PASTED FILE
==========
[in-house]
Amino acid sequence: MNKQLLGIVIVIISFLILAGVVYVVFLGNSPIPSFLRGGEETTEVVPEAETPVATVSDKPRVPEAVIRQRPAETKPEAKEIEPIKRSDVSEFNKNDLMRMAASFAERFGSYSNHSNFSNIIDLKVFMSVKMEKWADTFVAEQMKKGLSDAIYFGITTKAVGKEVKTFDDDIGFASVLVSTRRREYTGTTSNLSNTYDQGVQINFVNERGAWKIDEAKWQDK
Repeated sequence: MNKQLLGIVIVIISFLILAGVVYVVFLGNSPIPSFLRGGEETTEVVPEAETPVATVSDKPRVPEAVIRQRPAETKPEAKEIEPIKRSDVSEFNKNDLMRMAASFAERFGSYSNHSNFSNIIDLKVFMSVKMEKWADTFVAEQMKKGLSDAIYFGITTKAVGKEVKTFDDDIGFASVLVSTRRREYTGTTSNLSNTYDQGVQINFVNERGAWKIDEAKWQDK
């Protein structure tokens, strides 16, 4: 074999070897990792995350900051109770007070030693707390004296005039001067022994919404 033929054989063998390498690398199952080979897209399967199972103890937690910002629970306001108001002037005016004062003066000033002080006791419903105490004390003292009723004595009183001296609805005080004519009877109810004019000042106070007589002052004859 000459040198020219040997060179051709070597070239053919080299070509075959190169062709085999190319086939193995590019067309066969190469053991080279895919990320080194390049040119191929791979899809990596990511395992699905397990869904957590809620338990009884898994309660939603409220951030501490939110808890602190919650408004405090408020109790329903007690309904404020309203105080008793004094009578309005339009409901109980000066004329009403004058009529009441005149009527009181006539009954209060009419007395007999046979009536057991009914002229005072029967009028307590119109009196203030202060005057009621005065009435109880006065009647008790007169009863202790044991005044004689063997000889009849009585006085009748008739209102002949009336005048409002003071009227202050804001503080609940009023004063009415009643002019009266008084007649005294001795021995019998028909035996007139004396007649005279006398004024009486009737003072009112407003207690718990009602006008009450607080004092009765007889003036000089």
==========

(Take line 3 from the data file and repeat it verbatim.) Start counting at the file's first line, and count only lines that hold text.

Repeated sequence: MNKQLLGIVIVIISFLILAGVVYVVFLGNSPIPSFLRGGEETTEVVPEAETPVATVSDKPRVPEAVIRQRPAETKPEAKEIEPIKRSDVSEFNKNDLMRMAASFAERFGSYSNHSNFSNIIDLKVFMSVKMEKWADTFVAEQMKKGLSDAIYFGITTKAVGKEVKTFDDDIGFASVLVSTRRREYTGTTSNLSNTYDQGVQINFVNERGAWKIDEAKWQDK